USA – We’re Thankful for Our Abortions

Many people who have abortions celebrate their experience. Here’s why my colleagues and I at We Testify are thankful.

By Nikiya Natale
Nov 24, 2022

This time of year is… complicated. For many people, this season calls for reflection and gratitude. This year I find myself reflecting not only on all the people I love and cherish but also on the outcomes and impact of the midterm elections, and on why our nation celebrates the complicated holiday of Thanksgiving at all.

This holiday is founded on the unforgivable genocide of Native Americans, and my commitment to justice for all people makes it difficult for me to celebrate things I am thankful for. And the harsh reality is that the utter disregard for all Indigenous people in the 1800s fuels the same systems of white supremacy that dehumanize all of us today. Black lives are taken by the police and the prison-industrial complex, any sense of LGBTQ+ peace and tranquility has been obliterated by gun violence and hate, and, ultimately, the small promise of abortion access guaranteed by Roe v. Wade was stripped away by an illegitimate Supreme Court.


USA – What It Feels Like to Take the Abortion Pill: People Share Their Stories

NOVEMBER 22, 2022

Since the Supreme Court overturned Roe v. Wade in June, 13 states have outlawed abortion with few or no exceptions. More states have banned abortion and had those bans blocked by courts, and others have restricted how far into pregnancy people can access abortion.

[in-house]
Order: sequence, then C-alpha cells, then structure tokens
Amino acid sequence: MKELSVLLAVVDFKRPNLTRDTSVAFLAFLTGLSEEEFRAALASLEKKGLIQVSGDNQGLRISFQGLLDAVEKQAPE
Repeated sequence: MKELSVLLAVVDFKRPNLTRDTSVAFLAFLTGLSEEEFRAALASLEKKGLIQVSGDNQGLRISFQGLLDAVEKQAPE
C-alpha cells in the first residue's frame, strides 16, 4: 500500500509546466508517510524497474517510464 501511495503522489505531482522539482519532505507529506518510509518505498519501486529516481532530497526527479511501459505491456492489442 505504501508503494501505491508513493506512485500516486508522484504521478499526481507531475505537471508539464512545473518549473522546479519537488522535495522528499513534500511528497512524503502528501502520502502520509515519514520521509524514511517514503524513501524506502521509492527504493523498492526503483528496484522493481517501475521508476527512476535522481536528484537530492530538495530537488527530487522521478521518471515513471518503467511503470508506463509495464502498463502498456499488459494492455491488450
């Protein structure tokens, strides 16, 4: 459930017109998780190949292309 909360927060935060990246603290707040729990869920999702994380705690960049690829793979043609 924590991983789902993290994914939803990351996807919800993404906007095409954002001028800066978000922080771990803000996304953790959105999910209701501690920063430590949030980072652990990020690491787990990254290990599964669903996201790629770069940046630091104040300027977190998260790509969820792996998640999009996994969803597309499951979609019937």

But in the months following the decision, requests for the abortion pill online surged. Currently, more than half of abortions in the U.S. are done via the abortion pill, and as more people may turn to medication abortion because of restricted access to in-clinic abortions, abortion rights organizations We Testify and Mayday Health teamed up to get people to talk about their experiences with abortion pills, showing what having a medication abortion is really like.


I Write About Post-Roe America Every Day. It’s Worse Than You Think.

Nov. 5, 2022
By Jessica Valenti

Despite Republican‌ assurances that their draconian abortion bans wouldn’t hurt women, a flood of heart-wrenching accounts from across the country prove otherwise. Yet even with that outpouring of stories, plus polls showing broad opposition to the bans and an increase in women registering to vote, it’s still unclear if the issue will be the deciding factor for voters in the midterm elections on Tuesday.

It should be.


Before Roe, What Was It Like To Talk About Abortion?

BY MARY GORDON, Vogue Magazine
October 10, 2022

It is the fall of 1971. I have just walked into a room in a church basement, where there is a meeting of NARAL, the National Association for the Repeal of Abortion Laws, the organization created two years earlier by Betty Friedan. Although abortion had been legal in New York since 1970, it was still illegal in most states.

I’ve moved to Syracuse—the first time I have lived outside the New York metropolitan area. I’m feeling a bit unmoored, not yet at home in my MFA program, and missing the political engagement I had experienced as a college student at Barnard and Columbia.


USA – Abortion Rights Advocacy: Past and Present


IN 1970, when Mary Summers and three other women’s rights activists—Jane Pincus, Karen Weinstein, and Catha Maslow—made a documentary about illegal abortion, they saw it as an organizing tool for state-by-state legalization efforts. Fifty-two years later, Summers believes it may serve that role again.